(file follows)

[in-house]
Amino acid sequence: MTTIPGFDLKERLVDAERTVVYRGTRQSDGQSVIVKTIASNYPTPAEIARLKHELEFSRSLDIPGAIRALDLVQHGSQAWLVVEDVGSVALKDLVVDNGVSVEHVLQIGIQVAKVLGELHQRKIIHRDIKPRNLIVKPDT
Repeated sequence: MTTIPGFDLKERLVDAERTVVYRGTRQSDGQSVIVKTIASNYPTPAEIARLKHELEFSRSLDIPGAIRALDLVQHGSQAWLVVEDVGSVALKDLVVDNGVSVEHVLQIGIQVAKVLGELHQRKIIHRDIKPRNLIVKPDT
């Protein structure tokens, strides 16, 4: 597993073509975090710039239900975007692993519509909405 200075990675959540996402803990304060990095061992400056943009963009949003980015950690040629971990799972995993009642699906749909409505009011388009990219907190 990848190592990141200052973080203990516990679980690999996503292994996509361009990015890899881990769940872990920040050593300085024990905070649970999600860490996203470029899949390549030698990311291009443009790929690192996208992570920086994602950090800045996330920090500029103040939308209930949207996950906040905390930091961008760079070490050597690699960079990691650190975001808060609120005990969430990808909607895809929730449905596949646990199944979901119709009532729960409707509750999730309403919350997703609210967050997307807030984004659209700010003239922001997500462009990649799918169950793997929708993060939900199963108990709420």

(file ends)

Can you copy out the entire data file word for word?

[in-house]
Amino acid sequence: MTTIPGFDLKERLVDAERTVVYRGTRQSDGQSVIVKTIASNYPTPAEIARLKHELEFSRSLDIPGAIRALDLVQHGSQAWLVVEDVGSVALKDLVVDNGVSVEHVLQIGIQVAKVLGELHQRKIIHRDIKPRNLIVKPDT
Repeated sequence: MTTIPGFDLKERLVDAERTVVYRGTRQSDGQSVIVKTIASNYPTPAEIARLKHELEFSRSLDIPGAIRALDLVQHGSQAWLVVEDVGSVALKDLVVDNGVSVEHVLQIGIQVAKVLGELHQRKIIHRDIKPRNLIVKPDT
């Protein structure tokens, strides 16, 4: 597993073509975090710039239900975007692993519509909405 200075990675959540996402803990304060990095061992400056943009963009949003980015950690040629971990799972995993009642699906749909409505009011388009990219907190 990848190592990141200052973080203990516990679980690999996503292994996509361009990015890899881990769940872990920040050593300085024990905070649970999600860490996203470029899949390549030698990311291009443009790929690192996208992570920086994602950090800045996330920090500029103040939308209930949207996950906040905390930091961008760079070490050597690699960079990691650190975001808060609120005990969430990808909607895809929730449905596949646990199944979901119709009532729960409707509750999730309403919350997703609210967050997307807030984004659209700010003239922001997500462009990649799918169950793997929708993060939900199963108990709420």